Thursday, August 2, 2012
Review: The Magicians
It's not Harry Potter, where young children enter a high-fantasy magic school. There is a magic school, to be sure, and Brakebills has more than a little Hogwarts about it, but there are no kids here. The students are college-age, enjoying a mixture of terrifying academic work and delayed adolescence, progressing into laissez-faire hedonism. Quentin and the cast of characters surrounding him are caught between a magical world which demands extraordinary precision, and the reality that all-powerful magic which must be hidden away is quite possibly useless.
This coming-of-age tale is interwoven with a fictional set of novels loosely modeled after The Chronicles of Narnia, a land called Fillory in which good and evil are clear, and the final victor is of little doubt. However informed by Fillory the world of The Magicians is, it is much darker, to the point of amorality. There is good and evil but the students frequently have little care for their alignment between the two. To be frank, I flat-out hated Quentin for the majority of the book.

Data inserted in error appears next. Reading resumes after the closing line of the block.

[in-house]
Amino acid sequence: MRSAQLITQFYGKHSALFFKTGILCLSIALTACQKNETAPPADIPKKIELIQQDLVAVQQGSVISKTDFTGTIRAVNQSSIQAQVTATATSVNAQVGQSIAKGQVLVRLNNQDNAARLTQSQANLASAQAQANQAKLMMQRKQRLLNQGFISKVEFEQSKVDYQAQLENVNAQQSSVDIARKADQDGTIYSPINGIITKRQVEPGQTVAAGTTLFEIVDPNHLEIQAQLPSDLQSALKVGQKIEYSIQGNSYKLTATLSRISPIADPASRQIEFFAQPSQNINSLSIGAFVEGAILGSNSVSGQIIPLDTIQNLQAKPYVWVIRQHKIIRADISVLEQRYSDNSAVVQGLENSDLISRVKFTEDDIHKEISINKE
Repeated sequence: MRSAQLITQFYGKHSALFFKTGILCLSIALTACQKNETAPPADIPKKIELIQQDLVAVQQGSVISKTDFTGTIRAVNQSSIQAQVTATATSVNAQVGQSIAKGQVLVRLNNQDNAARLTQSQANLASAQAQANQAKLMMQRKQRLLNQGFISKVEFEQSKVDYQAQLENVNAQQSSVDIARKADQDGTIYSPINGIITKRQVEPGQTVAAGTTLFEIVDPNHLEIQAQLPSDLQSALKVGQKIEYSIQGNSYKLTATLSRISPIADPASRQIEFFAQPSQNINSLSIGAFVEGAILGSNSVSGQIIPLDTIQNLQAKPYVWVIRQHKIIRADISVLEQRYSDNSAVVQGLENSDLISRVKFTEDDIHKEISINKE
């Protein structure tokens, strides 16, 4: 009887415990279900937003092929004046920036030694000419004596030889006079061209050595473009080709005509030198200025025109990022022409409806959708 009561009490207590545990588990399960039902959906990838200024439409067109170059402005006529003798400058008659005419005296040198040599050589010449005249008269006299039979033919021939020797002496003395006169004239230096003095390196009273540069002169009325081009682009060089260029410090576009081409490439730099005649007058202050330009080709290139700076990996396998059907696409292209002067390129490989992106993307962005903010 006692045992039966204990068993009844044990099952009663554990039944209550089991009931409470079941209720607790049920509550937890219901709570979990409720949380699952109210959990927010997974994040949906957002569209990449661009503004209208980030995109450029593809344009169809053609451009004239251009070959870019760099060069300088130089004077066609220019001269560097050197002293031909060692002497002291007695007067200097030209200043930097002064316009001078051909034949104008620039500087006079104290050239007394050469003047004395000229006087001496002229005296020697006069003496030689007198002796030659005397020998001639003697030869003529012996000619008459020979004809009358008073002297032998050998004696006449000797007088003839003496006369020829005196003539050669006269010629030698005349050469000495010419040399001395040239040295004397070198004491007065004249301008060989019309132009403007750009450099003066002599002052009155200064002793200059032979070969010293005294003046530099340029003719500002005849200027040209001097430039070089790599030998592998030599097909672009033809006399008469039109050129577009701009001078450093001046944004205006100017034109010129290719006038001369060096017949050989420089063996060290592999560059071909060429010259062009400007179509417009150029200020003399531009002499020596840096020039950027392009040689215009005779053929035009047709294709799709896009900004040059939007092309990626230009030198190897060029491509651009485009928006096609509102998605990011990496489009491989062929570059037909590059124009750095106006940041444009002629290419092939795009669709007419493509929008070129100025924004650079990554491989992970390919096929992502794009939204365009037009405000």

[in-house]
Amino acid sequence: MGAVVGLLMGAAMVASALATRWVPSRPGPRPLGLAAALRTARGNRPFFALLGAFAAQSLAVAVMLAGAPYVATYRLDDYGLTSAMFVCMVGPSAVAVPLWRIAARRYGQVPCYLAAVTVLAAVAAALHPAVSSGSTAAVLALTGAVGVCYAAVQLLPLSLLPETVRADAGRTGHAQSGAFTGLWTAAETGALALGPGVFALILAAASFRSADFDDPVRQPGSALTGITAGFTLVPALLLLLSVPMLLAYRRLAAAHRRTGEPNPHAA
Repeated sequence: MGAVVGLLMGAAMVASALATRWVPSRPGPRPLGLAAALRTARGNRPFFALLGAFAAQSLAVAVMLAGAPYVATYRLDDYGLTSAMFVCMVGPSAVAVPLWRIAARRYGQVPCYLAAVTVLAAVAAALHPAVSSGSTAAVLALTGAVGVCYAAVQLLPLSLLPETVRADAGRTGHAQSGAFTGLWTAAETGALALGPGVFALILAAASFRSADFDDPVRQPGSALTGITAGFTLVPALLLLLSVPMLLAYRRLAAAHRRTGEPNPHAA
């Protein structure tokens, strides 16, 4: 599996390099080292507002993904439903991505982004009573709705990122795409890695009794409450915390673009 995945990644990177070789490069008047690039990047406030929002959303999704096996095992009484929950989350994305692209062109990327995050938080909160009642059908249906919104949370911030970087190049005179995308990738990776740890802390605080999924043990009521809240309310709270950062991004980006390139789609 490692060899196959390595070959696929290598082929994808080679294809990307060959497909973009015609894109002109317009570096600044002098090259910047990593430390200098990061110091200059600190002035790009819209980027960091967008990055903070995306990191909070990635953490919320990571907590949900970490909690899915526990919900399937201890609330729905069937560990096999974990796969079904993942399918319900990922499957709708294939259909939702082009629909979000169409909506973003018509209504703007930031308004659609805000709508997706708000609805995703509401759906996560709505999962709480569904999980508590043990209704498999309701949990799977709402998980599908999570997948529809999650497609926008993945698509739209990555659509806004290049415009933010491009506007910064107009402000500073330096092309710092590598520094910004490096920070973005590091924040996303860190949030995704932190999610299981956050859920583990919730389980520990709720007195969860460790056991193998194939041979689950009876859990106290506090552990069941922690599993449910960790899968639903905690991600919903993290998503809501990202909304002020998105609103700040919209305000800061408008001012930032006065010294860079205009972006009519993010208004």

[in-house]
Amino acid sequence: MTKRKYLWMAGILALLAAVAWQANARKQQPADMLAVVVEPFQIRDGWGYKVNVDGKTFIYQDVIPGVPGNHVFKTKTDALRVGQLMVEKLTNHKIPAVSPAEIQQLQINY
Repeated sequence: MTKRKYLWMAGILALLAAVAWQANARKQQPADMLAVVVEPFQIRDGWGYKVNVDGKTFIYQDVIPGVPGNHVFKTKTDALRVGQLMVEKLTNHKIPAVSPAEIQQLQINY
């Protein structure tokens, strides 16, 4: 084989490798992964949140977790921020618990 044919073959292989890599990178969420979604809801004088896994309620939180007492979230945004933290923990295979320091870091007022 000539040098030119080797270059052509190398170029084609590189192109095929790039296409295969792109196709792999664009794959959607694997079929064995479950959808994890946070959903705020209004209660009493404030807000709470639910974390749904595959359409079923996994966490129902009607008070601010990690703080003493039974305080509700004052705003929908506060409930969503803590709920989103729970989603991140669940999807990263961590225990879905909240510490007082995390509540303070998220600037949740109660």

Grossman's writing style takes some getting used to. The prose is simple, direct, with little attempt to develop a voice. The pacing is all over the map. Rather than the rigid, "by the years" formula of Potter or the Percy Jackson novels, the entirety of Quentin's academic career is on display. More to the point, entire years can fly by in mere paragraphs, while the succulent plot points are dwelled on to full effect. This is much like our own lives when viewed in retrospect: days which blur over time, but the key events, the fundamental character-forming moments, those are the things burned into memory.
I wanted to put the book down. I wanted to give up. I wanted to kill Quentin, erase him from my memory, but something about this world kept sucking me in. The payoff was well worth it. The character arc, the plot developments, and everything about the book is off-kilter, but I can't wait to go deeper into Grossman's world.